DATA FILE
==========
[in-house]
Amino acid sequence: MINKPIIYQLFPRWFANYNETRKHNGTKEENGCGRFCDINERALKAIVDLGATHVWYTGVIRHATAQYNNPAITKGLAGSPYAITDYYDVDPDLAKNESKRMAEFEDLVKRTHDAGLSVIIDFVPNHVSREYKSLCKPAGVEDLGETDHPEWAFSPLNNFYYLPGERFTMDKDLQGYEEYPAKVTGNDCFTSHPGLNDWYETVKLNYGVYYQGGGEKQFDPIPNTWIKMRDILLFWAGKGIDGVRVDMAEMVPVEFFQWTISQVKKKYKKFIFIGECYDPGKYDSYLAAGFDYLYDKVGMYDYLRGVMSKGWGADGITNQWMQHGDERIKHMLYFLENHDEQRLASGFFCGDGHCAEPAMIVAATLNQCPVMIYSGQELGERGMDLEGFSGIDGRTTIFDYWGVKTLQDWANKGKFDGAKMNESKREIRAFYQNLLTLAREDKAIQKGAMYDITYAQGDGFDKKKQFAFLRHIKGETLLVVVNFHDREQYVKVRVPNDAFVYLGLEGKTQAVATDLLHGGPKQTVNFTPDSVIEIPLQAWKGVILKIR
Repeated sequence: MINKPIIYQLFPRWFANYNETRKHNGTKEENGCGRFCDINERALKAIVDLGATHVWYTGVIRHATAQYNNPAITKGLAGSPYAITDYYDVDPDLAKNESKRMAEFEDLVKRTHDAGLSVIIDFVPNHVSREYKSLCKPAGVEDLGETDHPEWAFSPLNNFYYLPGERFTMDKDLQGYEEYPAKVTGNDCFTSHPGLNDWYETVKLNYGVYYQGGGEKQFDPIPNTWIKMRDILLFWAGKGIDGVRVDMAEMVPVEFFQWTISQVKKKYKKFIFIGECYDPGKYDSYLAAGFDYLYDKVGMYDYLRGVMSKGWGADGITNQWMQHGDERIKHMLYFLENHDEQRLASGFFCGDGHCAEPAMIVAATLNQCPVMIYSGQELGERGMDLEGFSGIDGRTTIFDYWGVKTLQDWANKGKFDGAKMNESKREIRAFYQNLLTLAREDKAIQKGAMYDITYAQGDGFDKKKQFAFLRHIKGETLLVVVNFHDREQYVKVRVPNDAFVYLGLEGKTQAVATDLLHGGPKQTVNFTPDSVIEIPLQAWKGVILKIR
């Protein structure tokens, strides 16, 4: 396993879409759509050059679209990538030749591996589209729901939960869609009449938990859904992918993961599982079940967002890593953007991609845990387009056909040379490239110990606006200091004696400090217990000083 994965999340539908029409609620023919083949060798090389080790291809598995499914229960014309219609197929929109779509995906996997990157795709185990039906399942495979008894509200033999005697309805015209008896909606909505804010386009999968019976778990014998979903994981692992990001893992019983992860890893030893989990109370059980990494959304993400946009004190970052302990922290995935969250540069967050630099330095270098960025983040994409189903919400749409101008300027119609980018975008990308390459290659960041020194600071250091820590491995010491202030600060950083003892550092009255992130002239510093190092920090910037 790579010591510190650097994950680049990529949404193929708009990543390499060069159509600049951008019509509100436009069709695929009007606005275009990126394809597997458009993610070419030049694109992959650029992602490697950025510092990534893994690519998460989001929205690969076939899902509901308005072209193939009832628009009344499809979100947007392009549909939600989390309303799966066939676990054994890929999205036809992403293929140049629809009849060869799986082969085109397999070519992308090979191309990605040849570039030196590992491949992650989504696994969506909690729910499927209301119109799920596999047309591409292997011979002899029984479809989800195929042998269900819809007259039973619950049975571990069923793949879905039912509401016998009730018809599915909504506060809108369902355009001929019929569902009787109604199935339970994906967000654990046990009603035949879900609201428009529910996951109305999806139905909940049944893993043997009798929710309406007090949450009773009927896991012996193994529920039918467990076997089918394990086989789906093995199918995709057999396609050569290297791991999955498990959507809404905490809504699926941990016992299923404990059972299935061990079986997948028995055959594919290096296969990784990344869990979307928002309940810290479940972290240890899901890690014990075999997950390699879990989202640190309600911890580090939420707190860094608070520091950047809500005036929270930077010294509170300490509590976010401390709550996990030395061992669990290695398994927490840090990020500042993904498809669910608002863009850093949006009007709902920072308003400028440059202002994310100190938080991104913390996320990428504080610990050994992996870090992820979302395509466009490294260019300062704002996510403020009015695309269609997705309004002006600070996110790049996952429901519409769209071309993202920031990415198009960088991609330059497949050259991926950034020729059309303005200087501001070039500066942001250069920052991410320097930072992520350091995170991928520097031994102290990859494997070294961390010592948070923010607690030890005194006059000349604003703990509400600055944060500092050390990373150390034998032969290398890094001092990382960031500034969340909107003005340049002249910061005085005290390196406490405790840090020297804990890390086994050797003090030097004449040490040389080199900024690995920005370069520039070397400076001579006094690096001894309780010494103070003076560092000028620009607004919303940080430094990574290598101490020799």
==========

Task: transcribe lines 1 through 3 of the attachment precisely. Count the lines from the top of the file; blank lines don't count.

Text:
[in-house]
Amino acid sequence: MINKPIIYQLFPRWFANYNETRKHNGTKEENGCGRFCDINERALKAIVDLGATHVWYTGVIRHATAQYNNPAITKGLAGSPYAITDYYDVDPDLAKNESKRMAEFEDLVKRTHDAGLSVIIDFVPNHVSREYKSLCKPAGVEDLGETDHPEWAFSPLNNFYYLPGERFTMDKDLQGYEEYPAKVTGNDCFTSHPGLNDWYETVKLNYGVYYQGGGEKQFDPIPNTWIKMRDILLFWAGKGIDGVRVDMAEMVPVEFFQWTISQVKKKYKKFIFIGECYDPGKYDSYLAAGFDYLYDKVGMYDYLRGVMSKGWGADGITNQWMQHGDERIKHMLYFLENHDEQRLASGFFCGDGHCAEPAMIVAATLNQCPVMIYSGQELGERGMDLEGFSGIDGRTTIFDYWGVKTLQDWANKGKFDGAKMNESKREIRAFYQNLLTLAREDKAIQKGAMYDITYAQGDGFDKKKQFAFLRHIKGETLLVVVNFHDREQYVKVRVPNDAFVYLGLEGKTQAVATDLLHGGPKQTVNFTPDSVIEIPLQAWKGVILKIR
Repeated sequence: MINKPIIYQLFPRWFANYNETRKHNGTKEENGCGRFCDINERALKAIVDLGATHVWYTGVIRHATAQYNNPAITKGLAGSPYAITDYYDVDPDLAKNESKRMAEFEDLVKRTHDAGLSVIIDFVPNHVSREYKSLCKPAGVEDLGETDHPEWAFSPLNNFYYLPGERFTMDKDLQGYEEYPAKVTGNDCFTSHPGLNDWYETVKLNYGVYYQGGGEKQFDPIPNTWIKMRDILLFWAGKGIDGVRVDMAEMVPVEFFQWTISQVKKKYKKFIFIGECYDPGKYDSYLAAGFDYLYDKVGMYDYLRGVMSKGWGADGITNQWMQHGDERIKHMLYFLENHDEQRLASGFFCGDGHCAEPAMIVAATLNQCPVMIYSGQELGERGMDLEGFSGIDGRTTIFDYWGVKTLQDWANKGKFDGAKMNESKREIRAFYQNLLTLAREDKAIQKGAMYDITYAQGDGFDKKKQFAFLRHIKGETLLVVVNFHDREQYVKVRVPNDAFVYLGLEGKTQAVATDLLHGGPKQTVNFTPDSVIEIPLQAWKGVILKIR